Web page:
After reading the report of the songwriter’s sighting, Destatte immediately issued his official "interim assessment" of the songwriter and the information he had provided. Destatte began the assessment by listing reasons the songwriter should not be believed. Among those reasons listed in his surreal assessment were the following:
Arrangements for the songwriter’s visit to Washington were well underway when, on 7 August 1985, the Special Office received a cable from the U.S. Embassy in Copenhagen that enabled Destatte to cancel the songwriter’s trip and declare without any fear of "exploitation by opertunists" [sic] that his sighting was a fabrication. In the cable, embassy personnel reported that on 6 August the songwriter had attacked and seriously injured four of his Copenhagen neighbors with a knife and an axe, reportedly in retaliation for the neighbors’ harassment of his children, and that he had been arrested and was in jail in Copenhagen pending trial for attempted murder. One newspaper account of the attacks dispatched to the Special Office by embassy personnel included an artist’s rendering of the Vietnamese "axe maniac" attacking a terrified, bloodied woman with a butcher knife and a meat cleaver as she lay screaming and helpless on the ground before him. 152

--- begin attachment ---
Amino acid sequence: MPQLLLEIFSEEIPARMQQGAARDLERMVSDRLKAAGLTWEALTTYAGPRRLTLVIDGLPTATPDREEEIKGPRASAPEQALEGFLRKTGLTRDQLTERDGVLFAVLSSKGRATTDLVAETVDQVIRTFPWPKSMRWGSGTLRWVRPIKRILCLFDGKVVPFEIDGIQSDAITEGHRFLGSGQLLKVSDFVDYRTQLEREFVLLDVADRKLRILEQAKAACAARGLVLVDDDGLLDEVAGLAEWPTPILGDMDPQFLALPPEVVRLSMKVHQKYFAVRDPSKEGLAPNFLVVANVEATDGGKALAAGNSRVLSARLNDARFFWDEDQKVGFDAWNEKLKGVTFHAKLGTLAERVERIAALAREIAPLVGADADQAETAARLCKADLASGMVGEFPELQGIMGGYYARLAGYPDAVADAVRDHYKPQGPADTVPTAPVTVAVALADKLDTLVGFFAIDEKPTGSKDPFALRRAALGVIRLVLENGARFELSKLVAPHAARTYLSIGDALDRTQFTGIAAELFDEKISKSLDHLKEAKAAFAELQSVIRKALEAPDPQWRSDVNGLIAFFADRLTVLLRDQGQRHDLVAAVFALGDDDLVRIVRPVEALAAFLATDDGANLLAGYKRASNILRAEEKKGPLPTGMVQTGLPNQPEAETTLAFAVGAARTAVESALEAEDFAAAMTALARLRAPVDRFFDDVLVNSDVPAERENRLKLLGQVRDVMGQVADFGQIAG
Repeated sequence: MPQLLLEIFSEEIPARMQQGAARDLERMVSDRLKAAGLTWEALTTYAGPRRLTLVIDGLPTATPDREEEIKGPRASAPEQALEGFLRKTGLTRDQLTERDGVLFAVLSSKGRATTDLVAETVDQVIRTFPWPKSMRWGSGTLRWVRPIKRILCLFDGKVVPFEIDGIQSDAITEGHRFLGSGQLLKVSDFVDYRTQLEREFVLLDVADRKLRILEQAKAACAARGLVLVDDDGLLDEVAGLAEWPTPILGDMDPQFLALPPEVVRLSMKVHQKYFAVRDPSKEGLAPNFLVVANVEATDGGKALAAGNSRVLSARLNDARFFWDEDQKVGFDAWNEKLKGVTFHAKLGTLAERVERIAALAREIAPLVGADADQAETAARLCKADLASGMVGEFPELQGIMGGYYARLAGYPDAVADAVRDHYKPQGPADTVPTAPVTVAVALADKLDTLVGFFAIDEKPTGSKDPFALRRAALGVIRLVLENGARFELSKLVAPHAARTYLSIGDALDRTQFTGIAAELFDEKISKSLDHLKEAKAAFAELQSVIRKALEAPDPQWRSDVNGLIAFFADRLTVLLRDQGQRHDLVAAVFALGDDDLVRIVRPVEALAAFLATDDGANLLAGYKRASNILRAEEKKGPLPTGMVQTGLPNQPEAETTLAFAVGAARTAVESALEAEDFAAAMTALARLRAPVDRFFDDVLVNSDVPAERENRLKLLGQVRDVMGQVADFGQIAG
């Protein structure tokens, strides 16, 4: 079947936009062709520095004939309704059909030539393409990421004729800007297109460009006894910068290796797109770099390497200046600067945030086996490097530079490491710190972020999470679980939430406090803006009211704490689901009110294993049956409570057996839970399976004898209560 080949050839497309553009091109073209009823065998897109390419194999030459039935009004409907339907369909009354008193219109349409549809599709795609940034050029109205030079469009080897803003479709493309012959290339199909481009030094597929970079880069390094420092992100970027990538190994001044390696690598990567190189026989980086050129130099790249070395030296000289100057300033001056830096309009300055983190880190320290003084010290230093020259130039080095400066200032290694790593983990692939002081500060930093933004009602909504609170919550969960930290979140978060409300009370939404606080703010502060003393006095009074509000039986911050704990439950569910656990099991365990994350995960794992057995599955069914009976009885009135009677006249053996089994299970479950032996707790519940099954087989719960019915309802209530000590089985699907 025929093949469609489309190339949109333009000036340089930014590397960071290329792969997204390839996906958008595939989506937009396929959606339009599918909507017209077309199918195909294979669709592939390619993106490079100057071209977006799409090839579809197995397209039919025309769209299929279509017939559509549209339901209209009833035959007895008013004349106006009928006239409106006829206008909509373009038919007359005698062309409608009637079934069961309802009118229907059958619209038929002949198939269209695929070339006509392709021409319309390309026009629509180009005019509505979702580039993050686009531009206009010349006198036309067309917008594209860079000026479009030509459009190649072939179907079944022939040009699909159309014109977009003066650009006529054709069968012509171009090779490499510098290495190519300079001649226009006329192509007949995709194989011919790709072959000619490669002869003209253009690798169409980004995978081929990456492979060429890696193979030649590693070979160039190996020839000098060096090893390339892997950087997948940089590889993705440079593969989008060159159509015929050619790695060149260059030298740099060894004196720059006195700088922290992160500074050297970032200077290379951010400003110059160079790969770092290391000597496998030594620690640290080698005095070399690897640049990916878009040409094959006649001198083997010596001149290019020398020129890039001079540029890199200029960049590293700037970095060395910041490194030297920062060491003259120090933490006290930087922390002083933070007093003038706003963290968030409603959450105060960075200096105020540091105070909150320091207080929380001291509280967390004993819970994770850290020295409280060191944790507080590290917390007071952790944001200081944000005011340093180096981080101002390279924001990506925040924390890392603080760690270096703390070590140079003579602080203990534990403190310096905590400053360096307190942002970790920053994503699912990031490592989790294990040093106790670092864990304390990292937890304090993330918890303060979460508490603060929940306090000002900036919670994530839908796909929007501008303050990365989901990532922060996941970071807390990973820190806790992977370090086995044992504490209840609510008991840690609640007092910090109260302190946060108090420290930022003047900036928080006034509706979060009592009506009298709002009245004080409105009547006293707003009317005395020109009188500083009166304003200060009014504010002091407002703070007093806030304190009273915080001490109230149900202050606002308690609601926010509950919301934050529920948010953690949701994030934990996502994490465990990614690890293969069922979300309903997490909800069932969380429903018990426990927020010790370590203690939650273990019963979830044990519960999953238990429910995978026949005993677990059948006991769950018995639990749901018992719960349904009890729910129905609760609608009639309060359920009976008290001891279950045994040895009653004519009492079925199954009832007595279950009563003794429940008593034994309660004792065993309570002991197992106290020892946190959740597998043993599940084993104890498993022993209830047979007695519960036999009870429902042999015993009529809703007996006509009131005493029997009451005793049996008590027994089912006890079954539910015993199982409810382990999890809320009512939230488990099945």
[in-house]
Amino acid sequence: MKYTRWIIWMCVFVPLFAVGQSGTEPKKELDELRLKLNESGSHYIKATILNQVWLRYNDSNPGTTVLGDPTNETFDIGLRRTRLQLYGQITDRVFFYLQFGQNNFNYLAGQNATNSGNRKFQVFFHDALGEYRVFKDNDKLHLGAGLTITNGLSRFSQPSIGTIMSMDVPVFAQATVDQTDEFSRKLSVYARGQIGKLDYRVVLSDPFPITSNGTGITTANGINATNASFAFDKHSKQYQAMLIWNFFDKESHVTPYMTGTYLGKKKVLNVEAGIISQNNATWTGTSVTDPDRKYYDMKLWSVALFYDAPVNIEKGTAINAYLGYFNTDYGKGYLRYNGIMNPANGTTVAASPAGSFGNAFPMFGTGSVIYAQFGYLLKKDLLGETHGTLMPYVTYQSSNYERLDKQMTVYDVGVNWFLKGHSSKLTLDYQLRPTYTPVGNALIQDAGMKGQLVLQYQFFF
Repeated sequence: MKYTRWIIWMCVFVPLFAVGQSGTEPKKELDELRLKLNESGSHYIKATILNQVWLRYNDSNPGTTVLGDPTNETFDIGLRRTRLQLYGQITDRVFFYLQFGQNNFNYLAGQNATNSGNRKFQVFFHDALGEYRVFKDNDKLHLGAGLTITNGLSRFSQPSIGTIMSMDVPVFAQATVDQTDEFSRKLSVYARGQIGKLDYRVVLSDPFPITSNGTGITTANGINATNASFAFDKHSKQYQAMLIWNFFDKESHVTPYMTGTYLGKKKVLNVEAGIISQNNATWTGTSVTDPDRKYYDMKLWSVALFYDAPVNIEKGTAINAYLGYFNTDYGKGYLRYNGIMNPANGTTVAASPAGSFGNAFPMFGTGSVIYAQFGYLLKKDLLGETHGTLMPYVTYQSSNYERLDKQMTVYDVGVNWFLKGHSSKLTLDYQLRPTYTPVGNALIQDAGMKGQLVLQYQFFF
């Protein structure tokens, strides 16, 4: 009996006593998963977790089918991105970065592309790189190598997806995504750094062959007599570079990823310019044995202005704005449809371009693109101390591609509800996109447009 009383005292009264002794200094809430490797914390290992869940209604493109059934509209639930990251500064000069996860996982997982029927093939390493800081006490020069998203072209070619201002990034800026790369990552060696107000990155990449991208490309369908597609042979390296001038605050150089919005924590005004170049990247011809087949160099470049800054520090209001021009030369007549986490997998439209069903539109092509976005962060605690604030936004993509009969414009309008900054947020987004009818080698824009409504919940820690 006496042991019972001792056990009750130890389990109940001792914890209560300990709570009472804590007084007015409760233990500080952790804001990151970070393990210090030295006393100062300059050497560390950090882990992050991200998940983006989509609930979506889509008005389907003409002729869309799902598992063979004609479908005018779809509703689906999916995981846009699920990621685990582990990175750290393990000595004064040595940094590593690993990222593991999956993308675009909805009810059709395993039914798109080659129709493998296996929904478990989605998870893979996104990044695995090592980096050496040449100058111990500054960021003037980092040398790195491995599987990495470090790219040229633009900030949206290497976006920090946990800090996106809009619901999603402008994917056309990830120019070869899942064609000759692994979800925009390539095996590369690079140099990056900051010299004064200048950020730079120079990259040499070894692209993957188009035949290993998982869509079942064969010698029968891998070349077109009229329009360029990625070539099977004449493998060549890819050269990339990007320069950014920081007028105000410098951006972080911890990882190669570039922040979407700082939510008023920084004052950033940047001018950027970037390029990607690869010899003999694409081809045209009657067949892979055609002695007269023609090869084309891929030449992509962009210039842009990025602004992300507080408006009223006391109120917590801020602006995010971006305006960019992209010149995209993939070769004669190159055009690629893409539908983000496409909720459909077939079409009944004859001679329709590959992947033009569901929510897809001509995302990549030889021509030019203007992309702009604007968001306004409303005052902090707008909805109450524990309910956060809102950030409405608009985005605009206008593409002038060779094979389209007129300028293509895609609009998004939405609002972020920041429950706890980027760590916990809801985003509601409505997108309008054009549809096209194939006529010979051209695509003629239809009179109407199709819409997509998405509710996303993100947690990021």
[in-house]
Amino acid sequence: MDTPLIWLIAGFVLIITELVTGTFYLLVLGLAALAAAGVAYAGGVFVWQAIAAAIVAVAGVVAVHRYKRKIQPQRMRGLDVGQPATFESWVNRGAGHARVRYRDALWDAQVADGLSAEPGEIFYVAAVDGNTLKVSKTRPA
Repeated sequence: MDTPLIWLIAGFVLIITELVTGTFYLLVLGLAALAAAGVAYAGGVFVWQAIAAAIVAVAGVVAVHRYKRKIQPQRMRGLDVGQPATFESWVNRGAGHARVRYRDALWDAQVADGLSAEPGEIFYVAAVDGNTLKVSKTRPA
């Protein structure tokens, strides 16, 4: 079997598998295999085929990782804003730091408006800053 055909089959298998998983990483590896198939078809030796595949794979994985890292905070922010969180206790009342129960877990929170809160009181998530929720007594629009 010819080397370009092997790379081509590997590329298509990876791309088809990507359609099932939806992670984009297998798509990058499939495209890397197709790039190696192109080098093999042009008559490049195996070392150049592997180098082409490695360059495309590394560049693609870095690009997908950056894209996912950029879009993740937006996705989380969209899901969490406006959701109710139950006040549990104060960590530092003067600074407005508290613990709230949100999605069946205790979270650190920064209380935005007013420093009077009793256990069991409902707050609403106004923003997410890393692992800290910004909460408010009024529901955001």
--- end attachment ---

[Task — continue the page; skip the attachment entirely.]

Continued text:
DIA Source file 2638
Knowing that by western standards the songwriter’s credibility as a witness had now been destroyed, Destatte quickly, definitively and officially declared the man’s sighting of the 4050 American POWs being held with Australian and Lao prisoners in a camp in the Muong Thai Valley in late September 1977 a fabrication.
On 3 September 1985, DIA management approved the finding and the sighting was entered into the official DIA roster as follows:
|02638||POW-F/H||40-50 PWS UNK
||7709||VN||850903 EVAL APP’D FABRICATION 153|